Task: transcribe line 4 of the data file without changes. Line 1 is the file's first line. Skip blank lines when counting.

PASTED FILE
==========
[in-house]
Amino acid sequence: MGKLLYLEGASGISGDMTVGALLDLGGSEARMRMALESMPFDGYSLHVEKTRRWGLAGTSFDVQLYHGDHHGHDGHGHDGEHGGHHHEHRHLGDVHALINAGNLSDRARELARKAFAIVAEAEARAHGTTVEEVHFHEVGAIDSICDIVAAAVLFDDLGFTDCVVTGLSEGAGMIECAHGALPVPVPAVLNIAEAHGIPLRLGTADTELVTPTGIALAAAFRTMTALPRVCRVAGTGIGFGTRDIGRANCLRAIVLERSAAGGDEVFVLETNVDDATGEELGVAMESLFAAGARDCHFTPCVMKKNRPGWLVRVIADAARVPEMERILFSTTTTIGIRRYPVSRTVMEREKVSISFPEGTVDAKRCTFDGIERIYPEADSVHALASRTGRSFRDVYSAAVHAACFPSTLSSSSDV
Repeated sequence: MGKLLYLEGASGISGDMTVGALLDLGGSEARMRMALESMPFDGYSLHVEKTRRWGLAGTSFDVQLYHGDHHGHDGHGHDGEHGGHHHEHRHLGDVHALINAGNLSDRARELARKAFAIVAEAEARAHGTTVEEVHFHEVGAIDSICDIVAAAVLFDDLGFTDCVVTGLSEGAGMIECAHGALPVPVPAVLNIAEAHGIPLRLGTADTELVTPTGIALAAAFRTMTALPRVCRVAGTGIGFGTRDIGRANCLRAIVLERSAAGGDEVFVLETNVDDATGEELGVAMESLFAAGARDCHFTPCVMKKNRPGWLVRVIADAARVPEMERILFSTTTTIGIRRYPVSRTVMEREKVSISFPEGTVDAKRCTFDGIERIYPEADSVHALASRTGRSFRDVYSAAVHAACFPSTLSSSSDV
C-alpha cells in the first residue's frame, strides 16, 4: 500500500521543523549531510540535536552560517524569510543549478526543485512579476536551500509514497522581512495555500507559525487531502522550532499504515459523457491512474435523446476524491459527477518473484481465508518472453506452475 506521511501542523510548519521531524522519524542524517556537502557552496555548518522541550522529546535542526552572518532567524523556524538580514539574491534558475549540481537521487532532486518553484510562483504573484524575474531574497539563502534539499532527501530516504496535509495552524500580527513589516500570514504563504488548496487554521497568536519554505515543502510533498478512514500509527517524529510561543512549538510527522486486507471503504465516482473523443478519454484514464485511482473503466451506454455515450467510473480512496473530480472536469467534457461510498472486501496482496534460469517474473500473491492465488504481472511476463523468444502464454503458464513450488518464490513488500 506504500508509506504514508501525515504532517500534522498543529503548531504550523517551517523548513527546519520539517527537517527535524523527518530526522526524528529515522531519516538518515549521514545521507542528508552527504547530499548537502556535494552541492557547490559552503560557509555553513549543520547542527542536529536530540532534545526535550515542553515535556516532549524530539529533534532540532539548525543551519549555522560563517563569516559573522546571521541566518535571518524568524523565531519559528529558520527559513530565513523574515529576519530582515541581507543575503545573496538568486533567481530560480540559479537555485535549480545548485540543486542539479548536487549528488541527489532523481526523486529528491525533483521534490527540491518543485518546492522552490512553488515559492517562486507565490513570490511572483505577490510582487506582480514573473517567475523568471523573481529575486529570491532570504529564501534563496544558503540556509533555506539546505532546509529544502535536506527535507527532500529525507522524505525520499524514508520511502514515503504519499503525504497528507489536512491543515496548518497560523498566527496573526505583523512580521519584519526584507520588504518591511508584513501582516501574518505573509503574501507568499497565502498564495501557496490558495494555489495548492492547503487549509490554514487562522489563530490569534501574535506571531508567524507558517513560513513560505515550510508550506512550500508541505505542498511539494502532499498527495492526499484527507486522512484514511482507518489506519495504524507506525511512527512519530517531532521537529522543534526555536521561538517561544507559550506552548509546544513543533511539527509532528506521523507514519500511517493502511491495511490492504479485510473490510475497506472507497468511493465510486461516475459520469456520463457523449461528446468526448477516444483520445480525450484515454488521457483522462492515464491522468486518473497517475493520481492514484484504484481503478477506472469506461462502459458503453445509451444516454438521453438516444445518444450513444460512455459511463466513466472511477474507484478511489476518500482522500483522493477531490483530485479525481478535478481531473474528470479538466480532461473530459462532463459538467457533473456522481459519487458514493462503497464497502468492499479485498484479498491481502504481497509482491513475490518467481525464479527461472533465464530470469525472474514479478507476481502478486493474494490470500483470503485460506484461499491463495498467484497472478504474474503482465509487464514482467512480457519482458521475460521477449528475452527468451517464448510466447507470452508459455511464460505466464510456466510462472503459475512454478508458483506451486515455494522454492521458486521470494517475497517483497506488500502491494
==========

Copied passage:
C-alpha cells in the first residue's frame, strides 16, 4: 500500500521543523549531510540535536552560517524569510543549478526543485512579476536551500509514497522581512495555500507559525487531502522550532499504515459523457491512474435523446476524491459527477518473484481465508518472453506452475 506521511501542523510548519521531524522519524542524517556537502557552496555548518522541550522529546535542526552572518532567524523556524538580514539574491534558475549540481537521487532532486518553484510562483504573484524575474531574497539563502534539499532527501530516504496535509495552524500580527513589516500570514504563504488548496487554521497568536519554505515543502510533498478512514500509527517524529510561543512549538510527522486486507471503504465516482473523443478519454484514464485511482473503466451506454455515450467510473480512496473530480472536469467534457461510498472486501496482496534460469517474473500473491492465488504481472511476463523468444502464454503458464513450488518464490513488500 506504500508509506504514508501525515504532517500534522498543529503548531504550523517551517523548513527546519520539517527537517527535524523527518530526522526524528529515522531519516538518515549521514545521507542528508552527504547530499548537502556535494552541492557547490559552503560557509555553513549543520547542527542536529536530540532534545526535550515542553515535556516532549524530539529533534532540532539548525543551519549555522560563517563569516559573522546571521541566518535571518524568524523565531519559528529558520527559513530565513523574515529576519530582515541581507543575503545573496538568486533567481530560480540559479537555485535549480545548485540543486542539479548536487549528488541527489532523481526523486529528491525533483521534490527540491518543485518546492522552490512553488515559492517562486507565490513570490511572483505577490510582487506582480514573473517567475523568471523573481529575486529570491532570504529564501534563496544558503540556509533555506539546505532546509529544502535536506527535507527532500529525507522524505525520499524514508520511502514515503504519499503525504497528507489536512491543515496548518497560523498566527496573526505583523512580521519584519526584507520588504518591511508584513501582516501574518505573509503574501507568499497565502498564495501557496490558495494555489495548492492547503487549509490554514487562522489563530490569534501574535506571531508567524507558517513560513513560505515550510508550506512550500508541505505542498511539494502532499498527495492526499484527507486522512484514511482507518489506519495504524507506525511512527512519530517531532521537529522543534526555536521561538517561544507559550506552548509546544513543533511539527509532528506521523507514519500511517493502511491495511490492504479485510473490510475497506472507497468511493465510486461516475459520469456520463457523449461528446468526448477516444483520445480525450484515454488521457483522462492515464491522468486518473497517475493520481492514484484504484481503478477506472469506461462502459458503453445509451444516454438521453438516444445518444450513444460512455459511463466513466472511477474507484478511489476518500482522500483522493477531490483530485479525481478535478481531473474528470479538466480532461473530459462532463459538467457533473456522481459519487458514493462503497464497502468492499479485498484479498491481502504481497509482491513475490518467481525464479527461472533465464530470469525472474514479478507476481502478486493474494490470500483470503485460506484461499491463495498467484497472478504474474503482465509487464514482467512480457519482458521475460521477449528475452527468451517464448510466447507470452508459455511464460505466464510456466510462472503459475512454478508458483506451486515455494522454492521458486521470494517475497517483497506488500502491494